- Price competition fueled by SoftBank's investments makes for "one of the toughest things a board has ever had to analyze," said Benchmark's Bill Gurley.
- Industries like ride-sharing and food delivery are particularly vulnerable to these forces, Gurley said.
- If boards choose not to engage, they are "ceding the field," Gurley said.
SoftBank uses "capital as a weapon," posing one of the biggest challenges corporate boards have ever had to face, said Bill Gurley, whose venture firm, Benchmark, is one of the largest investors in Uber and WeWork.
"If they enter your market, I don't care what industry you're in and I don't care if they invest in you. If they invest in a competitor, you're engaged in a game," Gurley said on Tuesday on CNBC's "Halftime Report." He was referring to SoftBank's Vision Fund, which has $100 billion and has taken big stakes in Uber, WeWork, Slack and many others.
SoftBank has gained a reputation for picking winners and pumping capital into them to choke off the competition. The Japanese company, led by Masayoshi Son, announced in July that it's launching its second mega fund focused on tech companies creating artificial intelligence. The new fund stands at around $108 billion, according to SoftBank, with the firm planning to contribute $38 billion.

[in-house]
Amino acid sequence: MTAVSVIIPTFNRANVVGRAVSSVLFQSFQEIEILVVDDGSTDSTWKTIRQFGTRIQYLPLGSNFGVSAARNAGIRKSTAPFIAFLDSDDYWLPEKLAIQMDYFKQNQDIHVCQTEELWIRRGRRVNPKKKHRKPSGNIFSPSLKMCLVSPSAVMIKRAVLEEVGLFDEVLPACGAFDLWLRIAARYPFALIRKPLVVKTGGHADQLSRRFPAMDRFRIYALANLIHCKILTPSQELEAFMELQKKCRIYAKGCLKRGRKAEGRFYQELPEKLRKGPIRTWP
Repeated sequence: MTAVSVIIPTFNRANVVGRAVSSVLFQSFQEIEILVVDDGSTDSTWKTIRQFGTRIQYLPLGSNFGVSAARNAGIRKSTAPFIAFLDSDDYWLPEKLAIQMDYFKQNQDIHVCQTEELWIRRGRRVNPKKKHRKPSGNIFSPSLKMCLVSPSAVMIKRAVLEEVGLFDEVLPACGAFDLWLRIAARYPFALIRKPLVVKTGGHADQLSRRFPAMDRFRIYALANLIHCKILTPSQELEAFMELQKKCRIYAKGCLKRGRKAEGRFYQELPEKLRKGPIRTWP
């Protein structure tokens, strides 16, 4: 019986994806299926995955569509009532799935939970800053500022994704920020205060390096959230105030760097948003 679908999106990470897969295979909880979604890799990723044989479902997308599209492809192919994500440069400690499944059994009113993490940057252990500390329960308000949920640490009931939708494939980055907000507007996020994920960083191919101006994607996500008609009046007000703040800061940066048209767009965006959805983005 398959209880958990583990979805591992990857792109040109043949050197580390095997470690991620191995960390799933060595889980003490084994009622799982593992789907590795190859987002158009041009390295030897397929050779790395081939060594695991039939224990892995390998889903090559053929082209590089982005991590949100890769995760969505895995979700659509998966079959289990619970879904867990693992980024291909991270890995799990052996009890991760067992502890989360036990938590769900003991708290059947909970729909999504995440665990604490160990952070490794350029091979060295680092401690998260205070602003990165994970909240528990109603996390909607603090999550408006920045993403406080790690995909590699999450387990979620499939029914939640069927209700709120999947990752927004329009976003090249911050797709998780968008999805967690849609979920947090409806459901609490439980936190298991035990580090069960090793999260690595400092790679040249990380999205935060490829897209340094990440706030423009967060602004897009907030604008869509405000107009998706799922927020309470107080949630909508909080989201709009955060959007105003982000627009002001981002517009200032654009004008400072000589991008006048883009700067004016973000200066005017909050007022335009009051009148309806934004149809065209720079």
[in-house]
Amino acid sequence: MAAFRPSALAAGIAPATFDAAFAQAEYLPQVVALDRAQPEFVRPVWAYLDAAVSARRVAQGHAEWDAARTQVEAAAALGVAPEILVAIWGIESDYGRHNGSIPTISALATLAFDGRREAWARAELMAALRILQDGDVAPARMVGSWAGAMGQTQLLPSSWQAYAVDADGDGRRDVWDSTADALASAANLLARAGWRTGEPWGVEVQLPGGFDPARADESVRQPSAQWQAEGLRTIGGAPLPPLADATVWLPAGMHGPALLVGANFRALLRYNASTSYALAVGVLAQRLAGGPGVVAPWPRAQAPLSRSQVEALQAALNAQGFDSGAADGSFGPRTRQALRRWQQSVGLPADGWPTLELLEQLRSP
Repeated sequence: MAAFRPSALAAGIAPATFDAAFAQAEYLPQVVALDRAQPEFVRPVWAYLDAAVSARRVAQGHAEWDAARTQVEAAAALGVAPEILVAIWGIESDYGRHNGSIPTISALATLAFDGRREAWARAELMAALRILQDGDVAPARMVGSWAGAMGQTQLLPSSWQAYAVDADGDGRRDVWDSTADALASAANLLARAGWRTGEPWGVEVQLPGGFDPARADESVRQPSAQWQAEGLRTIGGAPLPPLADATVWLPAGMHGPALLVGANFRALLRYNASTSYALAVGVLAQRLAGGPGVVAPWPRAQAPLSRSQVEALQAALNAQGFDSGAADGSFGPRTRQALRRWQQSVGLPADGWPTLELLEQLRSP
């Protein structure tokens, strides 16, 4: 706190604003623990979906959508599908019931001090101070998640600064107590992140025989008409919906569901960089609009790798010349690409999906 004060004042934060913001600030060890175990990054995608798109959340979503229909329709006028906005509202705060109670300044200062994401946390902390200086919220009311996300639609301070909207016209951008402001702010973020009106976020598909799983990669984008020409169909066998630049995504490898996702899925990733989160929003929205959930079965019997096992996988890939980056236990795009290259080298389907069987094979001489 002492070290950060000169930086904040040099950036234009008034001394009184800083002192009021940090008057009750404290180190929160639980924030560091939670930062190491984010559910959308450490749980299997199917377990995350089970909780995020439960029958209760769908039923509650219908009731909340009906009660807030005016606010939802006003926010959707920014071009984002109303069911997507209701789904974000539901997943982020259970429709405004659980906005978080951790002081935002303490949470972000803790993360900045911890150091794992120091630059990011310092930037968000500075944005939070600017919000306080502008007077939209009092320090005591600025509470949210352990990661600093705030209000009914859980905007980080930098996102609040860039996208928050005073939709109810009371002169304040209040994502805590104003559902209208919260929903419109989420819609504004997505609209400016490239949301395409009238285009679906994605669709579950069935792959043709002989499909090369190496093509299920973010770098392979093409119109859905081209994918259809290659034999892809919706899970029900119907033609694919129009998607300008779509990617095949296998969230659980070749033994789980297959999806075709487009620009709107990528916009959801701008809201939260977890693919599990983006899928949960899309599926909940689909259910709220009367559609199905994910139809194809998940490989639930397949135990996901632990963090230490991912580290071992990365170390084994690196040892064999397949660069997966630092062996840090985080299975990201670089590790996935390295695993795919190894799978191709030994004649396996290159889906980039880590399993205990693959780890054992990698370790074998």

While Benchmark is investing in capital-intensive businesses, Gurley said he likes industries that are less exposed to price competition, like social media. When it comes to companies that require constant cash, you have to consider whether to take SoftBank's money, even if you don't want it.
"If you're on the boards of these companies, choosing not to engage is ceding the field," Gurley said. "So I think it's one of the toughest things a board has ever had to analyze. Any board in the history of business, no one's faced this."
Appearing alongside Gurley on "Halftime Report," Brad Gerstner, the founder of Altimeter Capital, said, "I hope they shelf the idea for Vision 2." Gerstner said SoftBank is poised to continue "what I think is a dangerous game of investing in competitor companies and pitting them against one another."
"SoftBank's a huge investor in DoorDash, they're a huge investor in Uber, those two are smashing it out," Gerstner said. "It's leading to huge burns. I don't think that's a net positive for Silicon Valley, I don't think it's a net positive for those companies, I don't think it's a net positive for SoftBank."